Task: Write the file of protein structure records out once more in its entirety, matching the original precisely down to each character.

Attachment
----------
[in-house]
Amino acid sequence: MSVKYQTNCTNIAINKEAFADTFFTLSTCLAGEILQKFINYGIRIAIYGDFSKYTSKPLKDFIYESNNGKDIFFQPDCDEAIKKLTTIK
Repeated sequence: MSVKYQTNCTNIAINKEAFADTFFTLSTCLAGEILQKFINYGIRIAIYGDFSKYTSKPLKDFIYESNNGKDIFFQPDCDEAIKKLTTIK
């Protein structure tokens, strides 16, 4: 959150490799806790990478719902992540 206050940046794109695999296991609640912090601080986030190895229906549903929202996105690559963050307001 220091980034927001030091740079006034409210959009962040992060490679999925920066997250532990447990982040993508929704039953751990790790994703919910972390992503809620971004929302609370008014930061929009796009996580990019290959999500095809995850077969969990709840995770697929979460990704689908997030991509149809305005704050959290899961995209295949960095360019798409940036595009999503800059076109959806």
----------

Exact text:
[in-house]
Amino acid sequence: MSVKYQTNCTNIAINKEAFADTFFTLSTCLAGEILQKFINYGIRIAIYGDFSKYTSKPLKDFIYESNNGKDIFFQPDCDEAIKKLTTIK
Repeated sequence: MSVKYQTNCTNIAINKEAFADTFFTLSTCLAGEILQKFINYGIRIAIYGDFSKYTSKPLKDFIYESNNGKDIFFQPDCDEAIKKLTTIK
């Protein structure tokens, strides 16, 4: 959150490799806790990478719902992540 206050940046794109695999296991609640912090601080986030190895229906549903929202996105690559963050307001 220091980034927001030091740079006034409210959009962040992060490679999925920066997250532990447990982040993508929704039953751990790790994703919910972390992503809620971004929302609370008014930061929009796009996580990019290959999500095809995850077969969990709840995770697929979460990704689908997030991509149809305005704050959290899961995209295949960095360019798409940036595009999503800059076109959806």